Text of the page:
By Michael Higlett, Marina Khazova, John O’Hagan
The continuing development of LED technology has resulted in the ever increasing use of LEDs in a wide range of consumer products, including toys. LEDs are used to a greater extent by toy manufacturers today to enhance toys visual appeal and choosing the appropriate LED is important to avoid the risk of harm to the child. The significant increase of optical output and expansion of the emission wavelength range, from ultraviolet to infrared, raised a concern about optical radiation safety of LED use in toys. This led to the need for an easy to follow methodology for the assessment of the optical radiation safety of LEDs in toys  that may be adopted by toy manufactures when evaluating the suitability of an LED.The simplified approach is based on LED photometric characteristics from datasheets and avoids the need for additional complex measurements.
The LED selected for use in a toy should be ocular safe and the emission not greater than required for the intended purpose. The level of a child’s exposure to optical radiation during normal use and under foreseeable misuse should not exceed Exposure Limit values for the eyes and the skin recommended by the ICNIRP [2-4]. However, some ocular safe LED in a toy may cause temporary visual impairment.
Initial investigations of the temporary visual impairment (flash blindness, glare and distraction) from an ocular safe LED has begun using FAA  limits for lasers.
The assessment of visual impairment threshold is based on the accessible emission limit (AEL) [2-3] of the ocular safe LED. The AEL is a function of a peak wavelength, bandwidth and half width half maximum (HWHM) angle. Emission level of ocular safe LEDs at varying distances compared with flash blindness threshold is shown in Figure 1: it indicates the shortest distance where ocular safe LED doesn’t present the risk of flash blindness. It can be seen that the flash blindness limit varies from 16 cm to 87 cm depending on the HWHM angle; at longer distances there is no risk of flash blindness.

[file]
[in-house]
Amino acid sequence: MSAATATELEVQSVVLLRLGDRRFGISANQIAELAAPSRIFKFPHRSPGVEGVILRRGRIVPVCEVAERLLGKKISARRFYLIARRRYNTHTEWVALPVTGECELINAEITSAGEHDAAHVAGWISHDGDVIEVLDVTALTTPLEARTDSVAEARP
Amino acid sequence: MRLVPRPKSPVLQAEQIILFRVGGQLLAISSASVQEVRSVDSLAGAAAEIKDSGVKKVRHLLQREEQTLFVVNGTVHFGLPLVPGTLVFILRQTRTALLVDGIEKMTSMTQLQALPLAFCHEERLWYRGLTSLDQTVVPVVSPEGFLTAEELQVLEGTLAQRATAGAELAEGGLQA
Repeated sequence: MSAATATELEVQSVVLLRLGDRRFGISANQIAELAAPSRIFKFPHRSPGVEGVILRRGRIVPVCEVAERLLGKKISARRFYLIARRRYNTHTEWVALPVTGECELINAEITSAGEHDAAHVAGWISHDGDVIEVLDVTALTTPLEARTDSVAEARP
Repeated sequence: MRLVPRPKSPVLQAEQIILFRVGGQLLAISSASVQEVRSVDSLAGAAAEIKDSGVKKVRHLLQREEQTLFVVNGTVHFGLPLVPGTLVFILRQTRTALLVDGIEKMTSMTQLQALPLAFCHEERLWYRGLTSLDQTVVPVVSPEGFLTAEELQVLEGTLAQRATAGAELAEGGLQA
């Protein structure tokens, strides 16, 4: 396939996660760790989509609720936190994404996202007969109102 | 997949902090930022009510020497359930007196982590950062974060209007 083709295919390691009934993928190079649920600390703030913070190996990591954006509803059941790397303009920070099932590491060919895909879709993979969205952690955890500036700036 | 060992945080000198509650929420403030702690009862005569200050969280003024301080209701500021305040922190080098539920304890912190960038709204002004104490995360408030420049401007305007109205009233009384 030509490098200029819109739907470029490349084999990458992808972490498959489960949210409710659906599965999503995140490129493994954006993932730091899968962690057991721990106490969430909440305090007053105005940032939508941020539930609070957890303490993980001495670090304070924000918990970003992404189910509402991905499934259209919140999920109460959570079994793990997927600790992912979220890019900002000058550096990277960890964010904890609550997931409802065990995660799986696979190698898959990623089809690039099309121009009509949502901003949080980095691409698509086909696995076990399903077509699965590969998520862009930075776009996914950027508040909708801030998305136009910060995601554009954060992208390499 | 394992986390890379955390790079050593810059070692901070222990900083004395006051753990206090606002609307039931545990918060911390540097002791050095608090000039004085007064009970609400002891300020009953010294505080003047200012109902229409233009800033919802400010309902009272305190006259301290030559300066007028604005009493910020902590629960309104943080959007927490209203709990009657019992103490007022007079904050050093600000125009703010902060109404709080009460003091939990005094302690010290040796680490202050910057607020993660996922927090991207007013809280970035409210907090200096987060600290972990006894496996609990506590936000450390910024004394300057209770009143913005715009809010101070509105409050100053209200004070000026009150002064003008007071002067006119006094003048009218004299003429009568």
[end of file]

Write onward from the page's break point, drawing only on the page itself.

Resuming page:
Table 1 shows the visual impairment distances for the LED presented in Figure 1, 60 degree HWHM angle only: there may be a risk of the flash blindness at the distances shorter than 87 cm, whereas then the glare may be an issue up to a further 3 m and distraction roughly 35 m further on.
In conclusion, the ocular safe LED may cause temporary visual impairment including flash blindness at arm’s length. The visual impairment threshold depends on, peak emission wavelength and HWHM of the LED. It should be noted that the limits for temporary visual impairment are for dark conditions, while the majority of toys containing an LED would be used during the day as shown in figure 2. Assessment of the temporary visual impairment of the ocular safe LED for light conditions is required and is currently under investigation.
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 ICNIRP Statement on light-emitting diodes (LEDs) and laser diodes: implication for hazard assessment.Health Physics, 78 (6), 744-752, 2000.
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